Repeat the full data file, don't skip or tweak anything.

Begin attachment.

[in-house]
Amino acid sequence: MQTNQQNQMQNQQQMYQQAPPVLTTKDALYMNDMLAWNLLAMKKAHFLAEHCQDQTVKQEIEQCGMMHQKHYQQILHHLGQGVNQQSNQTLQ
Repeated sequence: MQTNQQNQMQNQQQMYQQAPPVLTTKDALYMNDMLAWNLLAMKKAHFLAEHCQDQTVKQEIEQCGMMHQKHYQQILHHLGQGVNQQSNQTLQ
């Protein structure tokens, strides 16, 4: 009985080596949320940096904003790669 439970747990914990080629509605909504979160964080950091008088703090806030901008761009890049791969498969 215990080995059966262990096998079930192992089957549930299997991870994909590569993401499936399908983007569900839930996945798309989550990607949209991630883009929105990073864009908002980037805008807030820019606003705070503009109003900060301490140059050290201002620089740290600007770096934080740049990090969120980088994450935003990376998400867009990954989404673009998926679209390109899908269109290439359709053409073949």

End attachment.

[in-house]
Amino acid sequence: MQTNQQNQMQNQQQMYQQAPPVLTTKDALYMNDMLAWNLLAMKKAHFLAEHCQDQTVKQEIEQCGMMHQKHYQQILHHLGQGVNQQSNQTLQ
Repeated sequence: MQTNQQNQMQNQQQMYQQAPPVLTTKDALYMNDMLAWNLLAMKKAHFLAEHCQDQTVKQEIEQCGMMHQKHYQQILHHLGQGVNQQSNQTLQ
């Protein structure tokens, strides 16, 4: 009985080596949320940096904003790669 439970747990914990080629509605909504979160964080950091008088703090806030901008761009890049791969498969 215990080995059966262990096998079930192992089957549930299997991870994909590569993401499936399908983007569900839930996945798309989550990607949209991630883009929105990073864009908002980037805008807030820019606003705070503009109003900060301490140059050290201002620089740290600007770096934080740049990090969120980088994450935003990376998400867009990954989404673009998926679209390109899908269109290439359709053409073949």